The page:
Tips To Stick To Your Diet While Travelling
There’s nothing like a great vacation or successful business trip—except when you return home feeling sluggish and bloated from overeating. Choosing healthy foods on-the-go doesn’t have to be impossible, though. With a little preparation, you can plan for delicious, nutrient-rich options that help you stay on track with your fitness goals. Our experts share six ways to stick to your diet while traveling, so that you can enjoy any trip without worrying about packing on extra pounds.
Pack your own snacks or healthy favourites.
If you’re able to pack snacks, do so. Being prepared with an array of healthy snacks keeps temptation at bay. Try string cheese, unsalted almonds, fresh fruit and vegetables, individual containers of hummus, yogurt, and cottage cheese, skim milk, hard-boiled eggs, sandwiches, water, whole grain crackers, or granola bars.
Anything with plenty of protein, fiber, B vitamins, and mono- and polyunsaturated fats, instead of junk food or high-sugar items. To avoid hitting up the vending machine or making a poor food choice, try to keep snacks with you at all times. Examples of these snacks include mixed nuts, homemade protein bars, natural nut butter, and rice cakes. And, if you’re flying, be sure to skip salty, greasy, and overpriced airport food.
Bring your meals with you, if you can.
Car coolers that plug into the power source or just a regular cooler for meal prep and bring lunch, dinner, snacks, and drinks for each day of a trip. So all you have to do is open up the cooler and grab your food. For flights, bring a lunch box that has the insulation that you can freeze, and pack small containers of salad with protein, salad dressing, boiled eggs, carrot sticks, hummus, etc. Anything else goes in my carry-on: nuts, beef jerky, apples, individual packets of nut butter, individual cans of tuna or chicken salad, protein shakes, and a blender bottle.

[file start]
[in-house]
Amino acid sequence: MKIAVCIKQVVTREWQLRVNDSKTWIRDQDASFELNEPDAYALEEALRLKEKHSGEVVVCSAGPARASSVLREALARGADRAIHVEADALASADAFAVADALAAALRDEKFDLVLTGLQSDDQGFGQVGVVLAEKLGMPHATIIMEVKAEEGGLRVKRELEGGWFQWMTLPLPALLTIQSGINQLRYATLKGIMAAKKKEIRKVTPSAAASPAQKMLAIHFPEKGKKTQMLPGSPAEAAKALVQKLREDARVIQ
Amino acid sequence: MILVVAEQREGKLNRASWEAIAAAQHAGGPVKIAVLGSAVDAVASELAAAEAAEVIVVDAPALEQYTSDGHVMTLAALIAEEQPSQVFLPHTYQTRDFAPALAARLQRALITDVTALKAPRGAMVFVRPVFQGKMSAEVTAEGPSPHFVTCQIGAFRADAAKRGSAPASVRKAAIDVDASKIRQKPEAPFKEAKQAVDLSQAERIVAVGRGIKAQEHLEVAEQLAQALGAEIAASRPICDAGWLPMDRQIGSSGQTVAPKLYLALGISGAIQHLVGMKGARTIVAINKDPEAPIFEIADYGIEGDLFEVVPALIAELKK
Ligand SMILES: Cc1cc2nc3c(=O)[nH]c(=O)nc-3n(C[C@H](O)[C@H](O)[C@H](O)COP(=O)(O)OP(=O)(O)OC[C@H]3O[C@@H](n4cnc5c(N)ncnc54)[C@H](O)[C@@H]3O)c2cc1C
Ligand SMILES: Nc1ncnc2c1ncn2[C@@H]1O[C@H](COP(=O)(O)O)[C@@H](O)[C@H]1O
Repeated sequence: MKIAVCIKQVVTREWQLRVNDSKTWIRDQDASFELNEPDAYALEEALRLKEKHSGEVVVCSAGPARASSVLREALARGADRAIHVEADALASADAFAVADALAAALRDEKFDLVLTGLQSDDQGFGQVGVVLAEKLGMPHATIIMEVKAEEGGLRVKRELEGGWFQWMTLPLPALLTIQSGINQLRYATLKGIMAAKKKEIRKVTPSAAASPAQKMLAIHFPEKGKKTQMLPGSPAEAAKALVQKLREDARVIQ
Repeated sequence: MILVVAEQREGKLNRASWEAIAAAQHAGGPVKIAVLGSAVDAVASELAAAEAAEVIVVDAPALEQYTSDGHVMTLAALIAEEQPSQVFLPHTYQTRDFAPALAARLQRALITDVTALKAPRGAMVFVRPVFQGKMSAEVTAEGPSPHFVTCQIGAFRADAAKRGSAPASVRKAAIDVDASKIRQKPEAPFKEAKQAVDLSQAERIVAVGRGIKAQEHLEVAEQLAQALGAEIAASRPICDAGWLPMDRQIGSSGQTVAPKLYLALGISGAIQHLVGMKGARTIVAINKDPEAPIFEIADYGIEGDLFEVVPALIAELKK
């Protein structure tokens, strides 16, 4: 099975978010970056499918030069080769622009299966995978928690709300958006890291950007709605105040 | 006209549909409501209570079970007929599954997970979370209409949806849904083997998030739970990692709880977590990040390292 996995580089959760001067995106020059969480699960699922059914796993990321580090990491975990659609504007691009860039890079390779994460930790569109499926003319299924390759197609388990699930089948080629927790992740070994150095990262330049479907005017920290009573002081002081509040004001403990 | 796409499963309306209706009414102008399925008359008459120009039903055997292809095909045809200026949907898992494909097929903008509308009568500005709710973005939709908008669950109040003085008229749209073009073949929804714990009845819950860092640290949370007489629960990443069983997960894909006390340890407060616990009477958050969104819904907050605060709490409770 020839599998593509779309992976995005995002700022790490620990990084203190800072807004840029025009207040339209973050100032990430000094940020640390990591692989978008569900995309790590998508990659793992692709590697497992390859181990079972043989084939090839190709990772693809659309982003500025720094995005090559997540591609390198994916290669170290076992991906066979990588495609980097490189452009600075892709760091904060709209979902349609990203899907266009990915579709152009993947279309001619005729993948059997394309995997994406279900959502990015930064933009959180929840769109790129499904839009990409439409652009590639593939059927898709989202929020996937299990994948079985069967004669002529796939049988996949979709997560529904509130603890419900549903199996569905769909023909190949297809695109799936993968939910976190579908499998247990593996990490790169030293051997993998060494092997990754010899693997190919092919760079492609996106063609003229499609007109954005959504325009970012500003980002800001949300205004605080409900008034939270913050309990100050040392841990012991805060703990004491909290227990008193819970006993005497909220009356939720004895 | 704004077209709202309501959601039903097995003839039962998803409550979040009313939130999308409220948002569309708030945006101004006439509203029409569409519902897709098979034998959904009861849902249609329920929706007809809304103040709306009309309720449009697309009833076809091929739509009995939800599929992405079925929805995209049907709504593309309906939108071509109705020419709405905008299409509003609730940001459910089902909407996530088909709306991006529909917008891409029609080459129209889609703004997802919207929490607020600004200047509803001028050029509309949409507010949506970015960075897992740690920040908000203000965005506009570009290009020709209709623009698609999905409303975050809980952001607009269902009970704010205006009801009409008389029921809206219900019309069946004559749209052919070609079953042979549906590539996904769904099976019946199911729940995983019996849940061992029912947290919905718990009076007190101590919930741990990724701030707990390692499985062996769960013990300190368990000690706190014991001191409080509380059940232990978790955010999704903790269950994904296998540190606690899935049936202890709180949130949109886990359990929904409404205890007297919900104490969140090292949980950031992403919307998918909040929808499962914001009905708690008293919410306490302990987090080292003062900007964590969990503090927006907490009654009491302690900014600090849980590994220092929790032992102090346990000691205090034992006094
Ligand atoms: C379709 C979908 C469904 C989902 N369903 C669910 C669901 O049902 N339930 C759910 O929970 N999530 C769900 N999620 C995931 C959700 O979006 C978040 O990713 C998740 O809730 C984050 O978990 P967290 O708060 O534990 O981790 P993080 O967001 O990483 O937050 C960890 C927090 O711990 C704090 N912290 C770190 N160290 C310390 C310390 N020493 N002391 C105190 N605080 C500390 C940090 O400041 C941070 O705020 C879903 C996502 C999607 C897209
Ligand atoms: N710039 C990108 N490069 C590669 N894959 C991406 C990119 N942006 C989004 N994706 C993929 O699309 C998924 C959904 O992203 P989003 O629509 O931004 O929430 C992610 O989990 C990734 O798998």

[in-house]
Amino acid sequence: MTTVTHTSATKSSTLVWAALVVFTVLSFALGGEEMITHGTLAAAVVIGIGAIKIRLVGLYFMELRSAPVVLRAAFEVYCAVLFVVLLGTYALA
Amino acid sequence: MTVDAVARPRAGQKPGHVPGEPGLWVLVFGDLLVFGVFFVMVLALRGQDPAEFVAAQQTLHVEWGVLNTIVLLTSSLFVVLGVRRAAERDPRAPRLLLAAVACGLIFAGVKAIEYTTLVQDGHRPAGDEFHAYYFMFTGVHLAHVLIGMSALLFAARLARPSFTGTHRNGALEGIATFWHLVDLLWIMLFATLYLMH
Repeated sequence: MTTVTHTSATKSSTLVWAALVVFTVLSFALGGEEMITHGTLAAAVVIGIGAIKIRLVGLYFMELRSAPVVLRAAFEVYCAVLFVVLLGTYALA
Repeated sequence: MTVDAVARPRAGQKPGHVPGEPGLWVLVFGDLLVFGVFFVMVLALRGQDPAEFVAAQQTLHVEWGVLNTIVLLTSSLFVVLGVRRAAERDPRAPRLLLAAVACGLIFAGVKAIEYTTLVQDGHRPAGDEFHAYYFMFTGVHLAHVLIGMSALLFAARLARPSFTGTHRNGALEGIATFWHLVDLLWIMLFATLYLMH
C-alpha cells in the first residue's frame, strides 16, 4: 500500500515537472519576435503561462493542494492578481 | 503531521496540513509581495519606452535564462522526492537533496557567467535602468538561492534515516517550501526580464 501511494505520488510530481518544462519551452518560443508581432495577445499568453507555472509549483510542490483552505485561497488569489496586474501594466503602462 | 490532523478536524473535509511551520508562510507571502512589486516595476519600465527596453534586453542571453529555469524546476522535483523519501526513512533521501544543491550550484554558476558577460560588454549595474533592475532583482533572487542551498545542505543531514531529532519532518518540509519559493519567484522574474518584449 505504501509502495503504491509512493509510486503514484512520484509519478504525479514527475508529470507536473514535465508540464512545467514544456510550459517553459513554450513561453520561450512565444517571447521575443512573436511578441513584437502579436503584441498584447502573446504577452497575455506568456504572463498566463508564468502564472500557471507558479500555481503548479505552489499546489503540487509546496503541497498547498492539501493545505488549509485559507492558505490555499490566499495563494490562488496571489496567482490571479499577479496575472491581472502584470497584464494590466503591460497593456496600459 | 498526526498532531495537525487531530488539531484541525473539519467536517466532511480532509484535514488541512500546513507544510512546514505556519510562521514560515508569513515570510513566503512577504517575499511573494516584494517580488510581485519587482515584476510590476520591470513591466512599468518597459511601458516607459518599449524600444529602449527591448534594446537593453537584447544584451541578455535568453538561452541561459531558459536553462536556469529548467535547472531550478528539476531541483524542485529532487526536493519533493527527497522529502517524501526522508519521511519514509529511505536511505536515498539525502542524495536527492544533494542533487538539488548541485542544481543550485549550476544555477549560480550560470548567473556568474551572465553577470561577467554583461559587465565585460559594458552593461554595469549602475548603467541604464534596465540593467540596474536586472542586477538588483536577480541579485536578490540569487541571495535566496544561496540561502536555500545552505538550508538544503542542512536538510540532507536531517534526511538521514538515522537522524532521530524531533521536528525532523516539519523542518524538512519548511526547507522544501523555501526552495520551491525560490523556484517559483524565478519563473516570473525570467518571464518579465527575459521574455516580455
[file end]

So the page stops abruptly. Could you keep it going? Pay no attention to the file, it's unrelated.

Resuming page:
Keep in mind, though, that there might be some restrictions on fresh produce you can travel with while flying to certain international destinations. Always check with your airline to confirm what you food items you can and cannot bring in your check-in and carry-on bags.
Plan to cook, try local foods, or research restaurants in advance.
Since travel often leads to an increase in eating out, the best way to stay on track with a healthy diet is to make a plan in advance. Plan out when you will eat so you can determine where you will be eating and what foods will be available to you. This can cut down on impulsive food decisions, which can often lead to poorer choices. Having a plan for meals can also ensure you don’t wait too long in between meals to eat, which can lead to excessive hunger and cravings.
If you’re not sure where to eat for your diet while traveling, use apps like Yelp or HappyCow to find local restaurants and eateries. Once you land at your destination, use these smart strategies to avoid extra calories.
- Pass on the processed rolls and unfamiliar non-butter spreads.
- Start with a side salad or broth-based soup.
- Look for protein and vegetable options.
- Ask how food is prepared, and make requests for dressings on the side and grilled items, instead of fried.
- Ask for substitutions, like a side salad instead of French fries.
- Swap cheese for extra veggies, like onions, tomatoes, and lettuce.
- Box part of your meal to prevent over-consuming calories.